photo courtesy of floppingaces.net
Hollywood, CA—Commissioner Larry Scott opened the 2019 PAC-12 College Football Media Day with great news.
The league has led the nation in NCAA championships for 14 straight years.
Fifty three of the past 59 years.
526 NCAA titles.
Those factoids are nice and all, but let's be clear here—Scott has been giving the same (and now predictable) speech for the last 10 years. The only thing missing was the usual accompanying loud and pulsating music (let's get pumped for football!!!) to go along with the big screen's highlights.
Personally, I think the Star Wars Imperial March theme would have matched the ambiance in the room perfectly. Here, let me get you in the mood.
The Pac-12's two revenue-producing sports (football and basketball) have stunk since...? I can't remember. In fact, since head coach Pete Carroll left USC, the fun and glamour of the Pac-12 has been dull and toiling.
What was once rock-and-roll is now, well... Muzak.
Scott is undoubtedly aware of the state of the league. Maybe not.
In either case, there is some good news. (Beside all those Nattys the conference has won in the last hundred years but not so much in this century). Scott announced that the 2020 and 2021 Pac-12 Championships will be played at the new Las Vegas Stadium.
This change of venue will eliminate the three big reasons why there were/will be so many empty seats at Levis Stadium.
1- Santa Clara is not a sports fan destination.
2- BART metro system is notoriously crowded on Fridays.
3- The Bay Area is just too damn expensive.
Vegas, on the other hand, is a sportsman's paradise. It's like the state of Louisiana but without the humidity. You can get around the city for pretty cheap via taxi or ride share. You can also get a great Prime Rib dinner in Vegas for under $12 if you do your homework. Fresh seafood buffet for under $20 is yours for the taking.
Good news aside, there was other news that was... how do we say this?
Scott declared Pac-12 officiating "fundamentally sound" per an independent review by Sibson Consulting.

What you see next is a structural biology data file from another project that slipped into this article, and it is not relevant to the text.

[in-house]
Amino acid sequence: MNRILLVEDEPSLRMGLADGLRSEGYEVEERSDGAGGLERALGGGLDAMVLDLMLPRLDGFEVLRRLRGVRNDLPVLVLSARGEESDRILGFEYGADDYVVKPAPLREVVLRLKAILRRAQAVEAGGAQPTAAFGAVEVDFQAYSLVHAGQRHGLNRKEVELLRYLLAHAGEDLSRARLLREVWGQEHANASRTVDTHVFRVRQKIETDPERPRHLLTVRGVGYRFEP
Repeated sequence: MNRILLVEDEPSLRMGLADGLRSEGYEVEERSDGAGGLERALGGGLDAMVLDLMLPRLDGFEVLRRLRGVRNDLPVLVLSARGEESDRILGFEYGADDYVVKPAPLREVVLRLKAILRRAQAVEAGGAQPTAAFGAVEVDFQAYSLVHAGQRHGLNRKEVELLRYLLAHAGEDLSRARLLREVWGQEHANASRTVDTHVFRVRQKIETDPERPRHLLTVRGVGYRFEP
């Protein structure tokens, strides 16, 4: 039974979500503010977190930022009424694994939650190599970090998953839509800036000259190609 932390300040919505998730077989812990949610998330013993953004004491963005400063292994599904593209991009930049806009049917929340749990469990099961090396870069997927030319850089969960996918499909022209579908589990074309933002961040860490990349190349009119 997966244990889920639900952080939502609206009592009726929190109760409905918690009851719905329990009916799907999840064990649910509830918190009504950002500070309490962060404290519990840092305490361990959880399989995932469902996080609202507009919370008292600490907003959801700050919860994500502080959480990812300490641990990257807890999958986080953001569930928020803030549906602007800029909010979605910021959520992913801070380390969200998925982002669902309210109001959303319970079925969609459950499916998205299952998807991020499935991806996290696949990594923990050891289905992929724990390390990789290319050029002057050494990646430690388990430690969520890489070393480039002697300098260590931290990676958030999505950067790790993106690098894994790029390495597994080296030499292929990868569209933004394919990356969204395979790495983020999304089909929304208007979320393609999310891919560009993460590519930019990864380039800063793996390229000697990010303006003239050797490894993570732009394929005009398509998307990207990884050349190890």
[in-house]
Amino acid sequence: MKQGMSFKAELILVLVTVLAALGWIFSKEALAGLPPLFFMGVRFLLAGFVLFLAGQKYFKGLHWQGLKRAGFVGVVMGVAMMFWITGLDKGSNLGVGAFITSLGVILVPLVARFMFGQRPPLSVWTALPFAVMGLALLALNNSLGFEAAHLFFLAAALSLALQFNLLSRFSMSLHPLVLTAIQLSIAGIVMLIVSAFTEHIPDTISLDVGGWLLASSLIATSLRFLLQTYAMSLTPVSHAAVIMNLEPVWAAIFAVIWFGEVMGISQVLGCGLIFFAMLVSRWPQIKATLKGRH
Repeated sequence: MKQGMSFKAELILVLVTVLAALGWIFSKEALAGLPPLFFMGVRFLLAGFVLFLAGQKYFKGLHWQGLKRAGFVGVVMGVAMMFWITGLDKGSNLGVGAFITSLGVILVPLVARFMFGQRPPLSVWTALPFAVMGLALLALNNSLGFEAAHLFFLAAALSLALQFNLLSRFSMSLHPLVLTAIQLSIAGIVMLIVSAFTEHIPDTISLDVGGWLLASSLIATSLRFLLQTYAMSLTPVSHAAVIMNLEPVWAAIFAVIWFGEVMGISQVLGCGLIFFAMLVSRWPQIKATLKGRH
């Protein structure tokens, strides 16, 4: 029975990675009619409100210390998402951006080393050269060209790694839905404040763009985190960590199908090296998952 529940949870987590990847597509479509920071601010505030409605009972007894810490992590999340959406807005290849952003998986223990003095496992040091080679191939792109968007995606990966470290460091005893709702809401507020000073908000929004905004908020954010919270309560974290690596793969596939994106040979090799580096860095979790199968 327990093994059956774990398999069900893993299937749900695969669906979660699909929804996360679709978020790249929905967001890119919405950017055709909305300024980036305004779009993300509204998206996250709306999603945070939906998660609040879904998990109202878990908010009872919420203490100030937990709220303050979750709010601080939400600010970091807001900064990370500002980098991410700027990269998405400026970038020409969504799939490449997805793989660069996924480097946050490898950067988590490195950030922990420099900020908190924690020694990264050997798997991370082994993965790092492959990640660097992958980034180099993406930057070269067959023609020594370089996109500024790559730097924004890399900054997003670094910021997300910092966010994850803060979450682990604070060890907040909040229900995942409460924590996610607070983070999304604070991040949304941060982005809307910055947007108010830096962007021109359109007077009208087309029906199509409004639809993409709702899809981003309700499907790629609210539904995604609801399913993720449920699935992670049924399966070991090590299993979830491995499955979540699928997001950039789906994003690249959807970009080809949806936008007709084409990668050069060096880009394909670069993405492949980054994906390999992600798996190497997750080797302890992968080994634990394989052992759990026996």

The review also made recommendations for "grading and evaluation, training, hiring and recruiting, replay, targeting and reporting." What didn't make the recommendation list? When to blow the whistle?
Among the key recommendations was this doozy: "Adoption of a new replay manual codifying processes and procedures that will eliminate the potential for an incident like the one in last year's Washington State v USC game [from] reoccurring."
That sure sounds a lot like "we screwed up" and not "fundamentally sound." I did not hear Scott mention that but then again I was probably in deep thought trying to figure out what was in the velvet "Think Green" bag tucked in our SWAG bag. (It turns out they were metal straws which for Californians, is a must-have to avoid getting a fine Santa Barbara!)
PSA: This might be a good time to remind Pac-12 fans that the hashtag #Pac12refs is alive, well and of course, relevant.
I did ask Scott how he felt about having the league play eight conference games (as opposed to the current nine) so that each team would have a maximum of four conference games on the road and four at home. It would also level the playing field since the ACC and SEC currently schedule eight conference games per season.
Coincidentally—OK, not really—those same two conferences have sent teams to the College Football Playoffs every year for the past five years. The Pac-12 has sent two teams (three if you count Arizona in the Peach Bowl).
Scott pointed out how tough the Pac-12 schedules are. Exactly, my point, Commish. Please go on.
Scott then started digging himself into a hole. He noted that some Pac-12 teams play the equivalent of 10 conference games every season—USC and Stanford play Notre Dame every year.
Should I have handed the Commish a shovel?
When I asked Scott to clarify his answers, Scott said "the schools like nine games."
For fun (I'm all about fun, as you know) I asked Stanford head coach David Shaw what he thought of an eight-game conference schedule where a team has four on the road, and four at home. His answer, of course, was brilliant and insightful. (It also made me look good, but I digress.)
Shaw said that if the Pac-12 switched to eight games and everyone else (Big Ten and Big 12) followed suit, he would be fine with that. He also said if the ACC and SEC added an additional conference game to match the Pac-12, Big 12 and Big Ten's format, that would work as well.
Shaw doesn't seem to care who should add or who should subtract a conference game. He just wants everyone to be on the same damn page. So do I. So do most football fans.
Strangely, the Pac-12 Commissioner's seemingly gold standard of success is all about having the perception of tougher schedules. And winning non-revenue sports NCAA titles.
And living in the past.